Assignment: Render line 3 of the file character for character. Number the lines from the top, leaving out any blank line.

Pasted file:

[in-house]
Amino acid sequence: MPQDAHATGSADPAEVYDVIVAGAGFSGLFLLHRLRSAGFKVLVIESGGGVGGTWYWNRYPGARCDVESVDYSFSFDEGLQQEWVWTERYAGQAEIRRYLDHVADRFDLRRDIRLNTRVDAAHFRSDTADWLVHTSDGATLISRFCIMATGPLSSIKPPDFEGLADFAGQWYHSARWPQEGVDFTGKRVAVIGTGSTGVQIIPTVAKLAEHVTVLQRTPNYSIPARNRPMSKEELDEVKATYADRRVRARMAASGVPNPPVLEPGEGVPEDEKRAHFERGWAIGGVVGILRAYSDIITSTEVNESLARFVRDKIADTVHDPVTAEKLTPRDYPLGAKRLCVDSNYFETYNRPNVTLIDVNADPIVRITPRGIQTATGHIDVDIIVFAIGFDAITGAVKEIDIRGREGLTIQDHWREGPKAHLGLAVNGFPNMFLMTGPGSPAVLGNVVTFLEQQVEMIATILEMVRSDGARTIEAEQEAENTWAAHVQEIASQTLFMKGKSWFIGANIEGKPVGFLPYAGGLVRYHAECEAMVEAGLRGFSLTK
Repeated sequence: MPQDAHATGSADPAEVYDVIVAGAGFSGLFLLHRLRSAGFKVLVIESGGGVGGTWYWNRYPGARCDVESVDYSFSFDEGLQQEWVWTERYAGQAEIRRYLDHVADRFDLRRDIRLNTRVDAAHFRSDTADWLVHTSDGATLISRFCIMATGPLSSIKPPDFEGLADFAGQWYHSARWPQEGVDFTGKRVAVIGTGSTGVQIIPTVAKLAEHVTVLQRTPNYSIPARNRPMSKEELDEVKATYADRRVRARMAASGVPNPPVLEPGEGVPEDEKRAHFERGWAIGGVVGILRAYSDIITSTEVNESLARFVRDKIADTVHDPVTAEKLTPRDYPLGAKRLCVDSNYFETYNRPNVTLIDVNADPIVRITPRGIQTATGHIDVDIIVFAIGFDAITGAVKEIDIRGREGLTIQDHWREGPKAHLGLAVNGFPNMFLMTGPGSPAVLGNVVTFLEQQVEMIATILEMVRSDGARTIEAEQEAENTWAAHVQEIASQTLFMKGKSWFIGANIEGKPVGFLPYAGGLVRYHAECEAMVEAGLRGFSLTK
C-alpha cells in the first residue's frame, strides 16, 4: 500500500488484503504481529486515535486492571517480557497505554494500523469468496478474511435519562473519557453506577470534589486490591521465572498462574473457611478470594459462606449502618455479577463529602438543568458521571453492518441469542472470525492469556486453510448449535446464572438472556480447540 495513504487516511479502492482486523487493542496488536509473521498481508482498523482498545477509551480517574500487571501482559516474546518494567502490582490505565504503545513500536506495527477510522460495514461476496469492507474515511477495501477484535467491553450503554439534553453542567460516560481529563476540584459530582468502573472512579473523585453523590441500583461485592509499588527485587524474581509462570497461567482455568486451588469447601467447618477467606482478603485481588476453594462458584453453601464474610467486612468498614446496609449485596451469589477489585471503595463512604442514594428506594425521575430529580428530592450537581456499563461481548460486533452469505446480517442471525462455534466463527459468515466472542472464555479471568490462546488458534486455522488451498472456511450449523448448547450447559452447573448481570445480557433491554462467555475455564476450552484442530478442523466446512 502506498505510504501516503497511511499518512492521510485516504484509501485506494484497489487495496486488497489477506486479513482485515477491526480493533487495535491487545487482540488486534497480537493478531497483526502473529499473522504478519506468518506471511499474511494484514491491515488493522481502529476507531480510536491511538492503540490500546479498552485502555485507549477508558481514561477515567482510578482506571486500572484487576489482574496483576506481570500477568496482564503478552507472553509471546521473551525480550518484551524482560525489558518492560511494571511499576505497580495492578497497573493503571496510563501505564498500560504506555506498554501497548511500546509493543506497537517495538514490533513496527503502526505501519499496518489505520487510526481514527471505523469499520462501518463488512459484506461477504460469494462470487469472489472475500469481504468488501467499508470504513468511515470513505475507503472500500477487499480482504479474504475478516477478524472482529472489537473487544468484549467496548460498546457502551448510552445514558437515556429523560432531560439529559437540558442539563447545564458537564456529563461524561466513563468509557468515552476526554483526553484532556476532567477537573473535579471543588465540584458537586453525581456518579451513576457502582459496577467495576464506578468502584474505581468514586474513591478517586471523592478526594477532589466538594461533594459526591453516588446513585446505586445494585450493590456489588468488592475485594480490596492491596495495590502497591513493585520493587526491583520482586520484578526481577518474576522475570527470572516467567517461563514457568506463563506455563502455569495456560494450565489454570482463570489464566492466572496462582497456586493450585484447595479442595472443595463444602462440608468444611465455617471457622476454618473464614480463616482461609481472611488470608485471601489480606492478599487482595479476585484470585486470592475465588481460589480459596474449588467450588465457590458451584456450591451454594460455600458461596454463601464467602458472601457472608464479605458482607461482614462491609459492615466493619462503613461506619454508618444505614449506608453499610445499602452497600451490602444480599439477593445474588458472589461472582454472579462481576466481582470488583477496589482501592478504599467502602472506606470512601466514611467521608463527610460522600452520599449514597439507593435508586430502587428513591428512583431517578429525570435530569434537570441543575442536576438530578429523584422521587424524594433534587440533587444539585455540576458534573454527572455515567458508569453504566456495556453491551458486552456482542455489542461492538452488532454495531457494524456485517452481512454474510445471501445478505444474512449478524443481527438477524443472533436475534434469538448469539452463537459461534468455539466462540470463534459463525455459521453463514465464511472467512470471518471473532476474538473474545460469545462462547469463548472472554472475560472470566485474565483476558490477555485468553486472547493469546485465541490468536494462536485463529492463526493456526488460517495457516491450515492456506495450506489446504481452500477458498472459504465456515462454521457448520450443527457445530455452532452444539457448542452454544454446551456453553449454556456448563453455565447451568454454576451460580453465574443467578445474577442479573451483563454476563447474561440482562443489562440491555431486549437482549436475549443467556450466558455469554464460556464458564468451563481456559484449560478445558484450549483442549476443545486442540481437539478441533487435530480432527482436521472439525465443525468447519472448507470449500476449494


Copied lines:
Repeated sequence: MPQDAHATGSADPAEVYDVIVAGAGFSGLFLLHRLRSAGFKVLVIESGGGVGGTWYWNRYPGARCDVESVDYSFSFDEGLQQEWVWTERYAGQAEIRRYLDHVADRFDLRRDIRLNTRVDAAHFRSDTADWLVHTSDGATLISRFCIMATGPLSSIKPPDFEGLADFAGQWYHSARWPQEGVDFTGKRVAVIGTGSTGVQIIPTVAKLAEHVTVLQRTPNYSIPARNRPMSKEELDEVKATYADRRVRARMAASGVPNPPVLEPGEGVPEDEKRAHFERGWAIGGVVGILRAYSDIITSTEVNESLARFVRDKIADTVHDPVTAEKLTPRDYPLGAKRLCVDSNYFETYNRPNVTLIDVNADPIVRITPRGIQTATGHIDVDIIVFAIGFDAITGAVKEIDIRGREGLTIQDHWREGPKAHLGLAVNGFPNMFLMTGPGSPAVLGNVVTFLEQQVEMIATILEMVRSDGARTIEAEQEAENTWAAHVQEIASQTLFMKGKSWFIGANIEGKPVGFLPYAGGLVRYHAECEAMVEAGLRGFSLTK